BB WOLF AND THE THREE LPs (Top Shelf, May 2010 hardcover, black & white, 86 pages, $12.95) As told by JD Arnold with illustrations by Richard Koslowski
What got my attention immediately was the pairing up of a classic fairy tale with musical motifs. That’s a combination that pushes two of my “hot buttons” - - so I made it a must-read. I was not disappointed. This is a very entertaining and cleverly designed work that rivals Bill Willingham’s creativity on the long-running FABLES series from Vertigo.
As if taking the classic tale of the Big Bad Wolf and the Three Little Pigs and turning it upside down wasn’t enough to interest, BB WOLF AND THE THREE LPS serves as an allegory for the oppression of the black population in the deep South (Mississippi) in the 1920’s. While they may be free (wolves), the governing bodies (pigs) have the power to deny them their land, homes and possessions and even own the businesses and clubs they patronize as well as the shops they depend on. - - keeping their thumbs pressed down on these poverty-level citizens at all times.
The story is narrated by Barnabus Benjamin Wolf, who owns a modest farm and works it by day and plays the blues at night in order to provide for his wife and family of little cubs. After a late night of “boozin’ and bluesin’” and hung-over he wakes up late morning to the sound of the (porcine) police pounding on his door, accompanied by three little businessmen (the 3 lps) who have discovered a “little loophole” in the legal papers to the property and now claim it as theirs. An outraged BB Wolf frightens them off, but this only sets off a later chain of events that sees him losing both his property and family (trapped in the home and burned to death), and then departing even deeper into booze and blues and thoughts of murder/ revenge.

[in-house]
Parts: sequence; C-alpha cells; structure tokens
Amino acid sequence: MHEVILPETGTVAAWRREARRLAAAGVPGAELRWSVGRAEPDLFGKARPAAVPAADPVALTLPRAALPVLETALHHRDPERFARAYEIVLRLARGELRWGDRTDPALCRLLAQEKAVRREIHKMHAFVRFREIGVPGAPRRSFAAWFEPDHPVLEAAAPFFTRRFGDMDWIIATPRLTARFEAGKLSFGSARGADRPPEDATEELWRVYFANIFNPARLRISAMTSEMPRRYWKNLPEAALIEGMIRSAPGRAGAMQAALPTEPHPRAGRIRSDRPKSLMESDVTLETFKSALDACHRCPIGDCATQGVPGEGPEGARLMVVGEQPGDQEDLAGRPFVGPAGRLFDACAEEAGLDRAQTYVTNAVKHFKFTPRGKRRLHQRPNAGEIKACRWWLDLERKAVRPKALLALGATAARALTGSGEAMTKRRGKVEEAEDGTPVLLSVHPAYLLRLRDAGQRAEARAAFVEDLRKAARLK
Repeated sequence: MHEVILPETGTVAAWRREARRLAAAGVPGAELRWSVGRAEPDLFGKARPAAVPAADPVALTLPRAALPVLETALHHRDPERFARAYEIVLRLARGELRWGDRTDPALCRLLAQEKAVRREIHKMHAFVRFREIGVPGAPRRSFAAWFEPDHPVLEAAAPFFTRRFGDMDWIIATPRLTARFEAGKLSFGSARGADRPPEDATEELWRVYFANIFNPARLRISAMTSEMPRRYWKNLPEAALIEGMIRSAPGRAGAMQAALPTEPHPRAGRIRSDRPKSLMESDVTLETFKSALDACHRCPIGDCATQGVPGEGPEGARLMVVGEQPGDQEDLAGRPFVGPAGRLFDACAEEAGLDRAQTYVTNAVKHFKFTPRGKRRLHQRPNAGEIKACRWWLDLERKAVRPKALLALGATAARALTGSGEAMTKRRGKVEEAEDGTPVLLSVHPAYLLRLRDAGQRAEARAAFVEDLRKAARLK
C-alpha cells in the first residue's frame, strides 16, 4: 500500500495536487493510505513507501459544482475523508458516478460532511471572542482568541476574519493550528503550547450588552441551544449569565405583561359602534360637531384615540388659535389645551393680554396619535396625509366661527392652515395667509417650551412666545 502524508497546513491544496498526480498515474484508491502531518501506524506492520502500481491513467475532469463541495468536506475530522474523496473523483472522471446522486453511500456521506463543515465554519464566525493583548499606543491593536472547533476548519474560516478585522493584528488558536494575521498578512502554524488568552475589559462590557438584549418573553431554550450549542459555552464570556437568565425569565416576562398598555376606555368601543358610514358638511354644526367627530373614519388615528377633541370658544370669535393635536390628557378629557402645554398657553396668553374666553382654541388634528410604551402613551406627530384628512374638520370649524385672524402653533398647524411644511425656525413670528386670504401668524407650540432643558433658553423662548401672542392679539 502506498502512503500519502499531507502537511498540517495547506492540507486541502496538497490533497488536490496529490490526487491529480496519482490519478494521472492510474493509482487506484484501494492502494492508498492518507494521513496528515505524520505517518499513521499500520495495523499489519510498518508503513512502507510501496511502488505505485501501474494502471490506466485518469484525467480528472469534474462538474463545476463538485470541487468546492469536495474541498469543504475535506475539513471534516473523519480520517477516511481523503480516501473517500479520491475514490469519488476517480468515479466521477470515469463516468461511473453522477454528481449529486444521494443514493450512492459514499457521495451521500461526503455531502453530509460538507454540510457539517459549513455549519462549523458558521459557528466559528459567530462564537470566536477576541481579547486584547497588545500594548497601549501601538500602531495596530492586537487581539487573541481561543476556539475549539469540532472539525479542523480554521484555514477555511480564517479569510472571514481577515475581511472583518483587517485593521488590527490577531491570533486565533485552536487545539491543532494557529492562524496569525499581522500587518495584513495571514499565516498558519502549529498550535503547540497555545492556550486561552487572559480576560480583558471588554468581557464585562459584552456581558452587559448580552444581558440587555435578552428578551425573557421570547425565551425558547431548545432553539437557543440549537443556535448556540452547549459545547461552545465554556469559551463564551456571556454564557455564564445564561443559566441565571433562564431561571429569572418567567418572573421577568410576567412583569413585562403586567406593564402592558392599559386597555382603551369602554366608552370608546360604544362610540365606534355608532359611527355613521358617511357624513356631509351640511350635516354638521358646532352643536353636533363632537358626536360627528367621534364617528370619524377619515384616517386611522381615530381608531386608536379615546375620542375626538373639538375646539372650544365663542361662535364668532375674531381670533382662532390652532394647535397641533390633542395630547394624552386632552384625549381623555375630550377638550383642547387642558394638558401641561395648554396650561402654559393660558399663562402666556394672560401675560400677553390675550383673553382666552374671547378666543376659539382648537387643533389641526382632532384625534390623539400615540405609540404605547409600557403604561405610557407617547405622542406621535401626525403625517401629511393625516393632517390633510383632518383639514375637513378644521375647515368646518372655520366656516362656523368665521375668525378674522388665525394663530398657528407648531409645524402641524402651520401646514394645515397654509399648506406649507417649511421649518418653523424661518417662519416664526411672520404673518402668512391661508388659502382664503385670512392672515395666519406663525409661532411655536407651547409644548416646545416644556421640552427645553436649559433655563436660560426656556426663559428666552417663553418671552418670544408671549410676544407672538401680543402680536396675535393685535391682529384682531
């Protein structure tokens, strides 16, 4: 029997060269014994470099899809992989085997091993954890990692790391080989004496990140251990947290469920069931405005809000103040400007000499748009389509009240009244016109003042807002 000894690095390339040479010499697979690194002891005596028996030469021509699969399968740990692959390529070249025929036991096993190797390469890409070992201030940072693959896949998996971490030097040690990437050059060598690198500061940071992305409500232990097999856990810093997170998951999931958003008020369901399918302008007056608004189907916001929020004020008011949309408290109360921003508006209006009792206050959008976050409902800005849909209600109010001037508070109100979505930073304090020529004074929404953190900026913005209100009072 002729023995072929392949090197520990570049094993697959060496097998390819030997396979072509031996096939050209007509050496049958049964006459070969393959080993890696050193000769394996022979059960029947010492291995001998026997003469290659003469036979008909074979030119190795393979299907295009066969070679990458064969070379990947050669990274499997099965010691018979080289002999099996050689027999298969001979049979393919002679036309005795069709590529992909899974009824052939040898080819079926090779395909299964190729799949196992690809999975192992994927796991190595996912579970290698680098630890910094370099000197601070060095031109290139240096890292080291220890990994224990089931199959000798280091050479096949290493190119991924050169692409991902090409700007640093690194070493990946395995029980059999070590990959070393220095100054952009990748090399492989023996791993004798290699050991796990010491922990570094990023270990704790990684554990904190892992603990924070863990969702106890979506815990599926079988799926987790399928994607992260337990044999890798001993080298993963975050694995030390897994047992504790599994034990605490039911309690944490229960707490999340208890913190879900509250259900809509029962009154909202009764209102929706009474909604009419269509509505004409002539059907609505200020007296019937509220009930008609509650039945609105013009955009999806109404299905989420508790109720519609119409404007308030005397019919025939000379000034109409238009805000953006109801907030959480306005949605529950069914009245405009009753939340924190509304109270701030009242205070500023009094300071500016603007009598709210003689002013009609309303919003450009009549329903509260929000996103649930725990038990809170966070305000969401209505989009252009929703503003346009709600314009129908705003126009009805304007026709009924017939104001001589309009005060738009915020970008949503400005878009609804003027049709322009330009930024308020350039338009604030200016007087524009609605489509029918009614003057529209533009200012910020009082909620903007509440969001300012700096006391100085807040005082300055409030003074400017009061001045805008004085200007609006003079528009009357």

Make no mistake. BB WOLF AND THE THREE LPS is based on a children’s favorite story; but it’s clearly a children’s book meant for adults. What happens and what BB Wolf does to obtain his revenge (decapitation, gutting his victims, etc.) is both grisly and bloody. The art by Richard Koslowski is very stylish and appropriate for the contents. The pages featuring multiple panels brought back memories of reading WALT DISNEY”S COMICS AND STORIES from Dell Comics back in my youth, but this a very dark version of same.
The book is divided into three sections - - each corresponding to the famous homes/structures of the 3 Little Pigs = one of straw, one of wood, and one of bricks. If you recall your fairy tales you know that the Big Bad Wolf was thwarted when he finally got to the house of bricks. (Sorry, I don’t want to tell you whether this ending stays true to the classic ending or not). Each section begins with a small drawing of each home, accompanied by an appropriate musical quote. (At least I recognize 2 out of 3 references). 1) The straw home = “Don’t leave home, there’s nothing but starving wolves outside.” – In memory, Our House Of Straw. 2) The wood home = “Oh baby, the river’s red. Oh baby, in my head” – Led Zeppelin, Four Sticks. 3) The brick home = “Sure enough to knock a man to his knees.” – The Commodores, Brick House.
There are additional musical references scattered through-out, just waiting for aficionados (especially of the blues) to uncover them. Just as blues originated in the Mississippi delta, received further attention in St. Louis and developed into a more popular form once it found its way into the Chicago blues clubs - - the mission of BB Wolf to take down the pigs leads him in the same exact direction/progression. The last scenes (page 82) where BB Wolf makes his final statement is a howl.
The afterword by JD Arnold is like sugar icing on the blues cake, giving some back story of BB Wolf and even his song lyrics (perfectly written like authentic Delta blues) . The reference to other classic musicians he influenced is very natural, mixing a blend of made-up names with actual classic blues artists = “Big Dog Williams, Garfield Barkers, Willie Browncoat, Snoopy Pryor, Hound Dog Taylor, and Howlin’ Wolf.” AWWW-WOOO!
BB WOLF AND THE THREE LPS is a “keeper”. It’s a quick and enjoyable read I know I’ll return to again (perhaps frequently).